By Dyann Nashton | Contributing writer

UTICA — There was an assortment of items on a little table awaiting the offertory at Utica College’s Newman Center May 27. Some were a bit odd given the setting — the funeral Mass for a beloved diocesan priest. But for those who knew Father V. James Lauducci, nothing on that table below the natural wood ceiling beams of the Newman Center chapel was a surprise.

Implements Father Lauducci used for Holy Eucharist, like his paten and cruet, were in the forefront. Standing up at the back of the display was a resolution from Utica College in his honor. In the middle were well-loved copies of the books The Holy Longing by Oblate Father Ronald Rolheiser, a two-book set of the Great Religions of the World, and Italian Cooking by Robin Howe. A plastic toy boat perched alongside it all.

These items reflect the impact Father Lauducci had on the people around him. He was a spiritual guide, a teacher, a host, and a chef, among many other things. The toy boat and the other items on the table were not met with curiosity by anyone in attendance, but rather with small knowing smiles.

Father Lauducci passed away May 18. He was 87.

Father Charles M. Major, retired pastor of St. Joseph the Worker in Liverpool, delivered the homily at the funeral Mass. He began by saying the early Christian writer Irenaeus described a Christian as a person who is fully alive. “Jim was fully alive and touched our lives,” he noted.

His home, a camp on Cayuta (sometimes spelled Kayuta) Lake just North of Utica, became a comfort for many, whether they be family, friends, colleagues, or retreat participants. Father Major commented, “Many of us in many ways have benefited from Jim’s spirit, but also Jim’s kitchen … and what a gift to be fed not merely in your body but in your mind and spirit.… We recognize that if they needed a chef in the heavenly kingdom, they picked a good one.”

Father Lauducci was born Feb. 3, 1929, and raised in Syracuse, growing up a member of Our Lady of Pompei Parish. Following his education at Le Moyne College in Syracuse and Christ the King Seminary in Olean, Father Lauducci was ordained May 18, 1957. He also received an education degree from Syracuse University.

While his early assignments brought him to St. Mary of the Assumption Parish in Binghamton and St. Cecilia’s Parish in Solvay, he spent the majority of his ministry in the Eastern Region of the Syracuse Diocese. He retired in 1999 from the Newman Center at Utica College and SUNY IT after 33 years of service.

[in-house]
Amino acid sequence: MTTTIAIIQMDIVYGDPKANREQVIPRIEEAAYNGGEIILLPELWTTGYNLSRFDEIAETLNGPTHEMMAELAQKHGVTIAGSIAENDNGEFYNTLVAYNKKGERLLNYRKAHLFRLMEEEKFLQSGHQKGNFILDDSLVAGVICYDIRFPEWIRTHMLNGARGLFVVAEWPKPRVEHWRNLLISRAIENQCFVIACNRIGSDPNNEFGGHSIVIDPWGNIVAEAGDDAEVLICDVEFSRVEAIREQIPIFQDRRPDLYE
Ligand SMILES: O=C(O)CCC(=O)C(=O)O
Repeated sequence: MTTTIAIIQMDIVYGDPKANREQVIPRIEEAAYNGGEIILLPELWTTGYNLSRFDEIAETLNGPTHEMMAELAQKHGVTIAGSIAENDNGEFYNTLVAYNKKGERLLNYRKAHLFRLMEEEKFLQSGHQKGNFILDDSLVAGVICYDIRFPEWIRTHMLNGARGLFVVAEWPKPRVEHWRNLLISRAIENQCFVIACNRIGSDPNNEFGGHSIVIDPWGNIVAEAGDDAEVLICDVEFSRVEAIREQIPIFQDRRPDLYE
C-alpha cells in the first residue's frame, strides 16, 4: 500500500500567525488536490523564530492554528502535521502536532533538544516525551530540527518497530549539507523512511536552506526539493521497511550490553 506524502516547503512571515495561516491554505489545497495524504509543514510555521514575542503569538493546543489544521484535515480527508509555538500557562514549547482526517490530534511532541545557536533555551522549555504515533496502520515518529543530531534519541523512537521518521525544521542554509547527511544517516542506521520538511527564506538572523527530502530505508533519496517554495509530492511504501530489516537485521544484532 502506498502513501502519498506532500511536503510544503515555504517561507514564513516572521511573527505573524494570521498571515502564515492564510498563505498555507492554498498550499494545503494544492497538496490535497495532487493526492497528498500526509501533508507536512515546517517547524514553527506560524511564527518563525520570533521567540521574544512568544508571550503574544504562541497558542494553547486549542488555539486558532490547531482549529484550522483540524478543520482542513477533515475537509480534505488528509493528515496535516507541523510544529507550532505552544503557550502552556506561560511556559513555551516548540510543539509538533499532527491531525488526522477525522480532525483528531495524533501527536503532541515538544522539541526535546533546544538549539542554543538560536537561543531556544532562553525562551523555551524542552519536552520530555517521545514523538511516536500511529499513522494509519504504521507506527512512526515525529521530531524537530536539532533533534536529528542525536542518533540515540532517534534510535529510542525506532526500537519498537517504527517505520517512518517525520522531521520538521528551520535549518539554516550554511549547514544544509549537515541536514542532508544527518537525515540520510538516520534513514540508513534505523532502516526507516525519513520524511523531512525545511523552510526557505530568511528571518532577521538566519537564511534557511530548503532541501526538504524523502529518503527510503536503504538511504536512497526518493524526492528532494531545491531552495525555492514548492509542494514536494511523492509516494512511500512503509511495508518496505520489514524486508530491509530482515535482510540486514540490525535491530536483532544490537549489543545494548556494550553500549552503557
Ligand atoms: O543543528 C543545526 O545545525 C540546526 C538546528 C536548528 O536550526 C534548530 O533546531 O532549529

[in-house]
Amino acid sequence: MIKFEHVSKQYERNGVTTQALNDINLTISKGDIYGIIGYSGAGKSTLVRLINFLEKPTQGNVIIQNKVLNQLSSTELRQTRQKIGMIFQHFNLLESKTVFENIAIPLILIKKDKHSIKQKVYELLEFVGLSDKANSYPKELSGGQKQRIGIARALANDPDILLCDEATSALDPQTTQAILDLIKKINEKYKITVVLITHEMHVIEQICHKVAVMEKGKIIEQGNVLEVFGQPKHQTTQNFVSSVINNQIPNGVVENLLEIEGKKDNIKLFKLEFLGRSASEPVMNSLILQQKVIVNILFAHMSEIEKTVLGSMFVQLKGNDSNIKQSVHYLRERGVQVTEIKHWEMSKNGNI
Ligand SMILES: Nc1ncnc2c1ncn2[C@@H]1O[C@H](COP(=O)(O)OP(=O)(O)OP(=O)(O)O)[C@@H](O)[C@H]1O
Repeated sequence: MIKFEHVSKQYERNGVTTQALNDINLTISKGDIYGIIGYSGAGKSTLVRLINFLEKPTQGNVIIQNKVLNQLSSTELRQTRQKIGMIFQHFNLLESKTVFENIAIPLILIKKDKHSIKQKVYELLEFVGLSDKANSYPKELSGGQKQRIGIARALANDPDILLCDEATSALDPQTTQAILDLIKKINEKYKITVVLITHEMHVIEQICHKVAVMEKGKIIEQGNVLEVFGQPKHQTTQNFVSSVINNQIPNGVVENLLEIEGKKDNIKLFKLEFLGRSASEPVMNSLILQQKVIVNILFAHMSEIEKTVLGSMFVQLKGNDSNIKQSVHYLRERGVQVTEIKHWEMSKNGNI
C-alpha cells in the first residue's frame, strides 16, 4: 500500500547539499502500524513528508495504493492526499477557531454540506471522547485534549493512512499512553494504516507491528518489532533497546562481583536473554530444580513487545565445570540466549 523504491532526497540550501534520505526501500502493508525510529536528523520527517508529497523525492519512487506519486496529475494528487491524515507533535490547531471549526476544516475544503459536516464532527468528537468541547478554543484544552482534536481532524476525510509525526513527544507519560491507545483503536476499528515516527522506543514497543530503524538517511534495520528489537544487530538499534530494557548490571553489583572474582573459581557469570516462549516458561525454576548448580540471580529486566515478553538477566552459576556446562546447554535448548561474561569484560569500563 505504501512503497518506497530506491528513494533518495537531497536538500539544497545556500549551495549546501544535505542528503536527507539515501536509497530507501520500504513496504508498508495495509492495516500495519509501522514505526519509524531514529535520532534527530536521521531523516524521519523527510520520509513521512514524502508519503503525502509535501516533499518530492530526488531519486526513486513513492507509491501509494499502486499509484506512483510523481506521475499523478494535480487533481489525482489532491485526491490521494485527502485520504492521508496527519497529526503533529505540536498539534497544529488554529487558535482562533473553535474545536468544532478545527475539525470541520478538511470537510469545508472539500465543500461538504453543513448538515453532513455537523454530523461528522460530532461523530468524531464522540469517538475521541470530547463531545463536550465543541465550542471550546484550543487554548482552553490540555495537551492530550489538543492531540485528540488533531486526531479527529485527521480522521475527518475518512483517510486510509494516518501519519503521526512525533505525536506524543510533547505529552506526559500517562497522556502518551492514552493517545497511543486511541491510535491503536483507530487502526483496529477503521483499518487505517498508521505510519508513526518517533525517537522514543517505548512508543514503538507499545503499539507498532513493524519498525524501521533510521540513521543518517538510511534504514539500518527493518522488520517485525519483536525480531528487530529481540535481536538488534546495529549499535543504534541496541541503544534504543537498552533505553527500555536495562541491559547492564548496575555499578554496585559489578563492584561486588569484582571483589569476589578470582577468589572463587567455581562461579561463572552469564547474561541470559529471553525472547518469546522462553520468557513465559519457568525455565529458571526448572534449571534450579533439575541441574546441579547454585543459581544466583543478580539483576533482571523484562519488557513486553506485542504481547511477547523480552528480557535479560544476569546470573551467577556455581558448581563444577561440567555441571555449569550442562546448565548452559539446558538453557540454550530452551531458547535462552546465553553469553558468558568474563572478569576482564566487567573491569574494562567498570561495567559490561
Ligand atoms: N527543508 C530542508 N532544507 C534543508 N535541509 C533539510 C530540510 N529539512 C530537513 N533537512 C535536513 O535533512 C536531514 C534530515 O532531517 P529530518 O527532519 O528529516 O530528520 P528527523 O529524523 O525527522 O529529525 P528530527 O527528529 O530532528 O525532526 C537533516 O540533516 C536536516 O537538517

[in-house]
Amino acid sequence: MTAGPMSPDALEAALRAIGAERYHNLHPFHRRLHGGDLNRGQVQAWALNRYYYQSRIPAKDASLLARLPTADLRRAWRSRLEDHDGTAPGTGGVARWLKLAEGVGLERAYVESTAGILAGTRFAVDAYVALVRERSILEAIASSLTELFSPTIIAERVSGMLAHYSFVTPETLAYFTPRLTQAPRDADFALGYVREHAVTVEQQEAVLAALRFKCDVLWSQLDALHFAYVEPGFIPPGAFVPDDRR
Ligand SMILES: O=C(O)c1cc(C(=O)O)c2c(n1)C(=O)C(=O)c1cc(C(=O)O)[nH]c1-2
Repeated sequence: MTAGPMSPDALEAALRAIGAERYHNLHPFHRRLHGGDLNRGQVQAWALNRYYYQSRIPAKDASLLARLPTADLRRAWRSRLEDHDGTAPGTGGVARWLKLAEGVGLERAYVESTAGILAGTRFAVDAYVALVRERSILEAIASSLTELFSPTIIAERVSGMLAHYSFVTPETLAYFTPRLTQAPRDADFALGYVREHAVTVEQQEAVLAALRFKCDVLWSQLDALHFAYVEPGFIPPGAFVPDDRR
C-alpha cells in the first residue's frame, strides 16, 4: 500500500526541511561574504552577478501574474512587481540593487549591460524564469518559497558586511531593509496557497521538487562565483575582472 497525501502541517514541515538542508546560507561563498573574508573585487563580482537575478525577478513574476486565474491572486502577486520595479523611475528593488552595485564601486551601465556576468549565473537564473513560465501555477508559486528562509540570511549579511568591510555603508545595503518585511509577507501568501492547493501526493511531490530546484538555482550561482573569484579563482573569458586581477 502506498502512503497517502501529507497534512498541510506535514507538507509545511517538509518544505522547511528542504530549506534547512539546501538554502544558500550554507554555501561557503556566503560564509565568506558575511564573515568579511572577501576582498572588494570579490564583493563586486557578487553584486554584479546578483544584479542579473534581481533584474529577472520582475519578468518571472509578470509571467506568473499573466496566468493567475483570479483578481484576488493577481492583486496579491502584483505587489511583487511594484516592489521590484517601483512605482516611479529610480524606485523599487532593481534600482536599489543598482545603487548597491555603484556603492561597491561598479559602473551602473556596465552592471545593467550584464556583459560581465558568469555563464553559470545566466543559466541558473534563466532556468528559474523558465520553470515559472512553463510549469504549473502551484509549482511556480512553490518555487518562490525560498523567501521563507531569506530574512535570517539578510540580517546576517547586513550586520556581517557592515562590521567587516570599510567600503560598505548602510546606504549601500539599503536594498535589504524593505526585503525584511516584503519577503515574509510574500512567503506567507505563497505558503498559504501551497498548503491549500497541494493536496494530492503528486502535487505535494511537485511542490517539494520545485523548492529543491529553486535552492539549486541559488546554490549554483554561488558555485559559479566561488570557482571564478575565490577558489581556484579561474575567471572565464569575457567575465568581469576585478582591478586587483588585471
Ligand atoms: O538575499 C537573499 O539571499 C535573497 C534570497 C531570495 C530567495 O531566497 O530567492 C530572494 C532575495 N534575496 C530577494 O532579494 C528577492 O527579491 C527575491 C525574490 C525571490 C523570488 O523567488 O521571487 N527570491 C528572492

Father Major said he and Father Lauducci took classes together at Le Moyne College. “He was a smart person, almost as smart as God… and he took great notes,” Father Major recalled.

Father Major told the story of how Bishop Walter A. Foery assembled four diocesan priests, including himself and Father Lauducci, to ask what they thought of his idea to open Catholic schools and have the priests work in them. The idea was not well-received, he said with a laugh. But Father Lauducci indeed went on to become a great educator. “[Jim] became a leader in so many ways,” said Father Major, noting that Father Lauducci was even instrumental in establishing the football program at Rome Catholic High School while teaching there and serving as athletic director.

“He was an unusually talented man … I was touched by so many of his reflections,” said Father Major, who asked those in attendance to recite the prayer written by Father Lauducci and printed in the program. It read, “Spirit within us, may we feel and touch you as you feel and touch us. May your glory that blossoms in the flowers shower the earth, may your glory painted on the moon raise to the heights of your creation to be seen in our eyes, felt in our hearts, echoed in our speech and lived in a Christian manner keeping us constantly in touch with you.”

Father Major then said just as Christ has died, Christ has risen, and Christ will come again, “Jim has died, Jim has risen, Jim will come again.” He then asked the attendees to stand together to give Father Lauducci a hand.

“He touched all of us as an educator throughout his life and, of course, through the pulpit,” Father Major said.

Dyann Nashton is a writer from Oneida, in the Eastern Region of the diocese, and the development associate at Notre Dame Jr./Sr. High School in Utica.

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